As a board member of Linux Fund, one of the charter members of Open Source of America, I was interested in your story.
Although I did not go to the kickoff meeting (I was tied up with other activities), I’ve been tracking this for a while.
I think we can reliably establish three levels of Open Source in Government:
1. FLOSS is permitted as an option
2. FLOSS is preferred when possible.
3. FLOSS is mandatory
While some would want “preferred” or “mandatory” as the state of things, and I can support that, it’s all too often that just *permitting* a FLOSS solution to a bid would be an incredible up-tick in exposure. From what I understand, all too often the RFPs go out with “must use Windows XP” or “must generate and accept documents in Microsoft Excel format”, or even the ludicrous “systems must have an active Norton AntiVirus as delivered”.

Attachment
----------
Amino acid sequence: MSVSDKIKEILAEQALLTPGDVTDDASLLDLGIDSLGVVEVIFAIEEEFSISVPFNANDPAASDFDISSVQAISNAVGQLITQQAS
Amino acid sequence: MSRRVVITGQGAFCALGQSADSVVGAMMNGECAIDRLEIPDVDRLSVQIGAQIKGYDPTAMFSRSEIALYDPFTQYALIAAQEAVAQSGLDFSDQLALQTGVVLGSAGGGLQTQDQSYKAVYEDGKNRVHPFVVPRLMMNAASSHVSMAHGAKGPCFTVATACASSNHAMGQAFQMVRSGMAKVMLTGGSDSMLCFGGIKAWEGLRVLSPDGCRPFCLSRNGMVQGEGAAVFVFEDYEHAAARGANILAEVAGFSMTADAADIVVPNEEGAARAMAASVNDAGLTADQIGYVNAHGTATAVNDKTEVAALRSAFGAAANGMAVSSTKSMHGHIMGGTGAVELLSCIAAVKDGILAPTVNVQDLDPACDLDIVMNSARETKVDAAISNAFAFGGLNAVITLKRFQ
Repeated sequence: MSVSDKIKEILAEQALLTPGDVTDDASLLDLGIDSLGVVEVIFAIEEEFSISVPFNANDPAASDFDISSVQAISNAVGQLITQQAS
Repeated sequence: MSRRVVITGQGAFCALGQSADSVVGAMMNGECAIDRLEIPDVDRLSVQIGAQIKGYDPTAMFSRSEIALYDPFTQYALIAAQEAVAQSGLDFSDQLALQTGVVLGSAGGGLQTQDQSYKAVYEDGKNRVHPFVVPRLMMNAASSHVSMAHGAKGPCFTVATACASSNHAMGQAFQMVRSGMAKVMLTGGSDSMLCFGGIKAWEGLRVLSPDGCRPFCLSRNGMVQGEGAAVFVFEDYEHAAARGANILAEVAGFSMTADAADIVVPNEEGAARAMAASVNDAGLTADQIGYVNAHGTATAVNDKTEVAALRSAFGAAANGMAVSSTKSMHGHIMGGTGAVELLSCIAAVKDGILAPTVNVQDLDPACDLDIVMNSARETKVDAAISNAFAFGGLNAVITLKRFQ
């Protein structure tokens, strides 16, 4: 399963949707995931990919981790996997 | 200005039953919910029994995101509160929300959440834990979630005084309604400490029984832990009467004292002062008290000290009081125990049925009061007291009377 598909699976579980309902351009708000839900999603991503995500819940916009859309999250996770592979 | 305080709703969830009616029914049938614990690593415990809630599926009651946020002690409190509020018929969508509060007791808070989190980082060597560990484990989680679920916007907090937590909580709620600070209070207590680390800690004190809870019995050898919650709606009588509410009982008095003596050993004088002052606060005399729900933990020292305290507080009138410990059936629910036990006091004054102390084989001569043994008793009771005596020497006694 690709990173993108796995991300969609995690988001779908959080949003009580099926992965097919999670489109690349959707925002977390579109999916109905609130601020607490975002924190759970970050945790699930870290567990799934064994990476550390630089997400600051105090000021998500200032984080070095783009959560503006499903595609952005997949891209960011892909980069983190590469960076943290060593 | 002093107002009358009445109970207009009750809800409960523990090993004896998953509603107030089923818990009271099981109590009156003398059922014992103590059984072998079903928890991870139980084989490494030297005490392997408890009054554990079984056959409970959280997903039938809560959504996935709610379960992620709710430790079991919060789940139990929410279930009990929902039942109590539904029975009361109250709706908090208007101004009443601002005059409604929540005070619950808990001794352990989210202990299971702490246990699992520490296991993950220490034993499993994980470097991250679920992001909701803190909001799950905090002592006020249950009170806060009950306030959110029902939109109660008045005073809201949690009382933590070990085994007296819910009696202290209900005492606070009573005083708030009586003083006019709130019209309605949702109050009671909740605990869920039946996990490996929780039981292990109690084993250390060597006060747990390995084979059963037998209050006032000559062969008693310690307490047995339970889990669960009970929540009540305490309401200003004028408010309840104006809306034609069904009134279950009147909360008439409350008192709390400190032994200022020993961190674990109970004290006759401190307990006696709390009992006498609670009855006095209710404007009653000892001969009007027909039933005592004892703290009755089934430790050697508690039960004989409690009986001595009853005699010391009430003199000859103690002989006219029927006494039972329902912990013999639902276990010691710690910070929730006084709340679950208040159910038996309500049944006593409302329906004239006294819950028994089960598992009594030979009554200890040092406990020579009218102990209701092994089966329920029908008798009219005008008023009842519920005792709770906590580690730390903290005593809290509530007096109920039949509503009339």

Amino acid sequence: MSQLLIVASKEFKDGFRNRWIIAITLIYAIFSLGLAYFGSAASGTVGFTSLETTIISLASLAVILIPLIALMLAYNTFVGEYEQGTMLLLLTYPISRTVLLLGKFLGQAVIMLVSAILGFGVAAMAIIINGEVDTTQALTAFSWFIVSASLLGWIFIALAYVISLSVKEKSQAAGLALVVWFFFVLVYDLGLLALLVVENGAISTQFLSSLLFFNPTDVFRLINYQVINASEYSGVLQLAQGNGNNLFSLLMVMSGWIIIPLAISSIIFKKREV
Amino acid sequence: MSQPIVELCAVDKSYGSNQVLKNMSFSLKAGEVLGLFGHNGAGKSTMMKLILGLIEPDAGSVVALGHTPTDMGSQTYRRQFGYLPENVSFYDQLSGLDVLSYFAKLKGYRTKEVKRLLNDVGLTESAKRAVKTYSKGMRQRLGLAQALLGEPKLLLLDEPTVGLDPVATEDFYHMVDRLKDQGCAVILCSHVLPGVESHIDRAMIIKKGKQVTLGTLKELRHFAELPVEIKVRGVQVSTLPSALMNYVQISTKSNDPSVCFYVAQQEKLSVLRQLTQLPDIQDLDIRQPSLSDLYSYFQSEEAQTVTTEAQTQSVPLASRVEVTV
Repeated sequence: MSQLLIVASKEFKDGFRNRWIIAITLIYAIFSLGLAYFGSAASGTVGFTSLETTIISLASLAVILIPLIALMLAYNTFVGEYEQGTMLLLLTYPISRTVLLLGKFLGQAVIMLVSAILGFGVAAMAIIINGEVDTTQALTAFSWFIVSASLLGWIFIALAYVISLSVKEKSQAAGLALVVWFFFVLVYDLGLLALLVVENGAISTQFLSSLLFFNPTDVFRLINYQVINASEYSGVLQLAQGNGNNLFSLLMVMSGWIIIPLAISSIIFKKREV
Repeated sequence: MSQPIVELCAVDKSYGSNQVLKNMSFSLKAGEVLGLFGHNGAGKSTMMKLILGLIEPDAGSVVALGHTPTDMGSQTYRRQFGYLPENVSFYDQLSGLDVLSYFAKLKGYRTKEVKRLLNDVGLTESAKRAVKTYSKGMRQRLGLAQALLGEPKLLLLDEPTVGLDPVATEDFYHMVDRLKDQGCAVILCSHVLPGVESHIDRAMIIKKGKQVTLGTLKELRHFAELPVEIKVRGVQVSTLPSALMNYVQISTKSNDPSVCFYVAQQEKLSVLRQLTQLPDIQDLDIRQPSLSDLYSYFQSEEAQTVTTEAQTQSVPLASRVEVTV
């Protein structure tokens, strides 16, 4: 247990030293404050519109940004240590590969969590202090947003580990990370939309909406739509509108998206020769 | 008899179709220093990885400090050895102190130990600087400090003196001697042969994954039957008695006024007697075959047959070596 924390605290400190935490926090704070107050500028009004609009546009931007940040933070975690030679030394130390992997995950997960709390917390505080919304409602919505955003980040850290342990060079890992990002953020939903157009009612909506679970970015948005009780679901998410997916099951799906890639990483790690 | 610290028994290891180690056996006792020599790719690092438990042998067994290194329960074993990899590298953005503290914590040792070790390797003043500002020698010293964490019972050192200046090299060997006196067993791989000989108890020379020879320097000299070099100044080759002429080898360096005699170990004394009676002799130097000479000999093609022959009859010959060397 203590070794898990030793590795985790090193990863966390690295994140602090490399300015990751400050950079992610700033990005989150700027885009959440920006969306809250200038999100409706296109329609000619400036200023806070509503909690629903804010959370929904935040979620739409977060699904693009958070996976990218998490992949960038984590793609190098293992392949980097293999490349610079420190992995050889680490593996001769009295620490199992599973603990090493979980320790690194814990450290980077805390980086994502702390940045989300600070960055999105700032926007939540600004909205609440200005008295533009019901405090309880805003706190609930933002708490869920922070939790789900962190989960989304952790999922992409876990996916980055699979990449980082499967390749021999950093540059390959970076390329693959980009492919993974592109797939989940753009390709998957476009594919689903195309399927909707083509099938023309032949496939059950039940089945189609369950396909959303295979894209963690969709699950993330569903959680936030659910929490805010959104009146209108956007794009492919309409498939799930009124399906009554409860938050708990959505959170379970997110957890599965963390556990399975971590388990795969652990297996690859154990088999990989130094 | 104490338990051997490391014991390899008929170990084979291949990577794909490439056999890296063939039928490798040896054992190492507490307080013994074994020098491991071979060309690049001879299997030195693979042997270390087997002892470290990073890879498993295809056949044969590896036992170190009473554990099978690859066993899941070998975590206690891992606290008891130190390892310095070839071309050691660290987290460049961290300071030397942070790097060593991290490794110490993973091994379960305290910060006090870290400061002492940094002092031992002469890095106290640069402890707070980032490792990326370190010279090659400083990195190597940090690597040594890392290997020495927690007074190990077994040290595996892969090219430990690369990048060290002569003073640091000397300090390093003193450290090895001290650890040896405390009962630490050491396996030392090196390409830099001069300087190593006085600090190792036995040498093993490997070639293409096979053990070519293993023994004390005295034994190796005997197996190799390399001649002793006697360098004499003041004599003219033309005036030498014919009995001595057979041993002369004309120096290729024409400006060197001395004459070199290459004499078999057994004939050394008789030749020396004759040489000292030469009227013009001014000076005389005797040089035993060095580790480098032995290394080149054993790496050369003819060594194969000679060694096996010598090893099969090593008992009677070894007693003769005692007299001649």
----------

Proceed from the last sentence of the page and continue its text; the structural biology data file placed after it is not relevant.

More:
Thus, the first goal is very likely the low-hanging fruit… if we can at least start bidding with FLOSS, we stand a chance of winning on many other aspects, and will likely be accepted on pure merit alone.
And to your list of organizations to fund, let me add our own LinuxFund.org, having given away over $700k in the past decade to worthwhile FLOSS projects across the spectrum. Donations are accepted directly, but the majority of the money has come from using the Tux-bearing credit cards in the US and Canada. (And we now offer a Beastie card as well!)